Grund is the new band project of Tom Grundman from rural Derbyshire, UK. Grund spent years in the Bristol music scene playing in various bands and music projects. He has since moved to the countryside and is pursing his own sound, culminating in the release of his new album Sounds and Musics. Grundman composed, arranged, performed and recorded everything himself, with the help of guest singers Haya and Josefina (aka Lost Cat).
Grundman explains: “I think it’s fair to call Sounds and Musics a progressive pop record, though I’ve also described it as having romantic, psych-prog songs. I prefer not to stick to conventional song structures and I’m very happy to put in extra beats in some bars, make use of polyrhythms and introduce complicated musical ideas, but I always want to stay catchy and entertaining.”
Grundman recorded at home using Logic Pro X. He used a selection of “weird instruments and gadgets that I’ve collected in my travels such as a Zither and a Bubul Grang (Indian Banjo).” Mixing and mastering was by Bryan Longhurst from his home studio in South West England.
I’m not sure how often the bands sent to me reflect Divide and Conquer’s understanding of my personal aesthetic, but once in a while I get an album like this that fits me like a glove. Grund’s music does sound like pop on the surface, but surrounding that surface like alligators in the moat are thrilling experimental touches and a fearless “try anything” approach. Some of the mixes are stark, and some of the overdubs are right on the edge of digital oblivion, but the totality reflects a larger creative vision I can totally get behind.
“More Moor” fades in with a cloud of distortion which slowly morphs into a solid beat. Sharp, prominent bass plays against the background keyboards. Grundman double-tracks his English-accented vocals, with sweet interjections by guest singer Haya: “Can you dance, can you sing, can you dance?” The beat becomes thicker and heavier as the keys mutate and flirt with even more distortion. Ultimately I’d call this song electro-pop: it refuses to sit still but never loses that catchy beat. Grundman also used an Ebow for the very first time on this track.
“Life goes nando” has a bell-like beat reminiscent of a carnival shooting gallery. The bass is immediately more prominent than before, and the vocals louder and upfront, with several layers of overdubbing. Quirky Beefheartian guitar figures fill in the spaces between the vocals. While having very interesting sounds, this song is a bit repetitive. Haya and Lost Cat return for very close-up vocals in “everybody loves,” a super short track. They both reminded me of Yoni from the experimental band Gong. Lost Cat follows up with Grundman on “love song” which features a jerky rhythm with stabbing chords and a terrific double-speed guitar duet break. Love the lyrical scheme: “Im trying to write you a song, but I don’t really know if I love anyone / now I’m trying to write a love song, but I don’t really love anybody / but if you could love everyone / what if you could love everything.” The song stops in mid-melody, which I always enjoy.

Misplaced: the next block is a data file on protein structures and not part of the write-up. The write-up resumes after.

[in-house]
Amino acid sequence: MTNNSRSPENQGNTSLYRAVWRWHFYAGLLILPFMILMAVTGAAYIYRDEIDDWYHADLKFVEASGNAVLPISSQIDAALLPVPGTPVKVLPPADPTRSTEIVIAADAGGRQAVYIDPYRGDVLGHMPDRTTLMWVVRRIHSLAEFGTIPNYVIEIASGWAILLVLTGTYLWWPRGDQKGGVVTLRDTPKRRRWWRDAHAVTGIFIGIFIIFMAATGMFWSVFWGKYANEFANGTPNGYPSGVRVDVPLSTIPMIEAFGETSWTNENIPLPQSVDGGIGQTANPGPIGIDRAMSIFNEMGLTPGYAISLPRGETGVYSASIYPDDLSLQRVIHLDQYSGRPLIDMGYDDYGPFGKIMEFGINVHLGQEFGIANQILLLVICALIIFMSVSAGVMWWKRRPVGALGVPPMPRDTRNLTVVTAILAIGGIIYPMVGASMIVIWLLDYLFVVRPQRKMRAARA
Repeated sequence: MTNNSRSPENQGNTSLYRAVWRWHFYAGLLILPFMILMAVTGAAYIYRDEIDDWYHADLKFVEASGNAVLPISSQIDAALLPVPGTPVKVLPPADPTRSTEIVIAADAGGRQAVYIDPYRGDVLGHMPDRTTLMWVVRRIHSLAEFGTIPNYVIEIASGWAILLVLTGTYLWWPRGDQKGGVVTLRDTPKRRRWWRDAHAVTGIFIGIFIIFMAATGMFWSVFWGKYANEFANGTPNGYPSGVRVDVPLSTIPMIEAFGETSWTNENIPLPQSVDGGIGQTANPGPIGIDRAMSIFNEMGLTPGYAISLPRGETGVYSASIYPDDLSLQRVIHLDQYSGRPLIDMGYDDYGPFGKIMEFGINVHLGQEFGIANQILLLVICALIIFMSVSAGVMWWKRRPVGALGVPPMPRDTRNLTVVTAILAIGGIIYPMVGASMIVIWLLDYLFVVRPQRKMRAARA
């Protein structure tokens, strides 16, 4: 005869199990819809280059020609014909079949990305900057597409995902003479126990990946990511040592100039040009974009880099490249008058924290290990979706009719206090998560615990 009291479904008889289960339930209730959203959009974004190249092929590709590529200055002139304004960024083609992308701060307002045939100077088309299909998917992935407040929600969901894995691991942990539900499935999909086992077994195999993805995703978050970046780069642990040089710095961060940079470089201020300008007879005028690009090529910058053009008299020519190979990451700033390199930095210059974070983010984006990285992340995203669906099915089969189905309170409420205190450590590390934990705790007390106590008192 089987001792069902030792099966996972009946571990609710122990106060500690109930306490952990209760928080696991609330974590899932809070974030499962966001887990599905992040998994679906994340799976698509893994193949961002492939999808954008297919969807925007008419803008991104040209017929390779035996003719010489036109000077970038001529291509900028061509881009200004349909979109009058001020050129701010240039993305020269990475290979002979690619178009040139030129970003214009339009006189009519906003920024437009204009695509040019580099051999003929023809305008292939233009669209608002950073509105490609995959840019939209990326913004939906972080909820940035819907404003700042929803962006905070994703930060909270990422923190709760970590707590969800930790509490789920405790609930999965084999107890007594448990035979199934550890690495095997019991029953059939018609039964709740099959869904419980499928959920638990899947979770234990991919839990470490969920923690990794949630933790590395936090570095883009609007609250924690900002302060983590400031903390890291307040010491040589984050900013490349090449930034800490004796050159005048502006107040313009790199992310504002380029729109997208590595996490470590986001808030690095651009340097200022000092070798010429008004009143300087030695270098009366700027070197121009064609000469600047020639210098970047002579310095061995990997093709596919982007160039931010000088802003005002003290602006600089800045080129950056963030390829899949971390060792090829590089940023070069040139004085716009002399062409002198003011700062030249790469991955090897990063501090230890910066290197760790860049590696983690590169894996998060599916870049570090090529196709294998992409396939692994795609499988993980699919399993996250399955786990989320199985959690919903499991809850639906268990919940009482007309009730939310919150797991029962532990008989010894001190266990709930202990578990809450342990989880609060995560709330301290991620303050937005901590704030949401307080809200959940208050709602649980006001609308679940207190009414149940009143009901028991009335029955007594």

“xsylvania” has a classical-sounding acoustic guitar with high end drum beats. Somewhat shrill but exciting guitar melodies with a bit of Steve Howe flair pepper the tune. Haya adds her beautiful harmonies toward the end, until finally the song is engulfed in noise. “What about the things we said / and in the end we’ll all be dead / I know, I know, I know!”
“the blessed one” is a mostly vocal track with lyrics that connect to each other like a step-ladder atop a miasma of overdriven guitars and synths. I caught a hint of 10cc or Godley-Creme in the approach here. “lectronic moodz” is a slice of retro-futuristic space rock with dated-sounding keys. “Is this the song you want to hear?” Grundman sings. Honestly, I felt this one was a little noodle-y though it’s got cool sounds like all the others. “The Way Out” features Grundman playing his childhood piano, though it sounds like he may have digitally edited or sped up his playing a bit. The piano overdubs paired with the busy drums and parrot squawks are very cool. Basically, this song is a collection of ever-changing riffs. The stacked vocals start halfway through, with a hint of Beach Boys, and the song concludes with some nasty electric lead.
“All The People” is a more intimate construct, like a summing of the Lennon and McCartney acoustic modes. Grundman even sings “Yeah, yeah, yeah.” Then we move into a thrilling experimental section, with cool bongo-like percussion and back again. This is one of my favorites though I might be the only one to say that. “Greyskull” is another song with stark Beefheart-like guitar riffs overlaid with Grundman’s great vocals, ringing keyboards and “cartoon footsteps” percussion.
“Ana” slams in with a wall of dissonant electronics, but that all clears up for the song proper. By now Grund’s basic song structure is clear: unusual beginnings, leading into a sort of pop form with off-kilter breaks and interjections, all held together by vocals that hold true to the harmonic center. “Last Dance” is appropriately the last track, again with Haya on guest vocals and use of the Ebow. Vocals, acoustic guitars and heavy bass dominate this tune. It’s a sweet, almost melancholic sendoff, at least for these guys.
Grund’s music is certainly not for everyone, but if you veer toward the crazy, experimental and unusual in your music, look no further!
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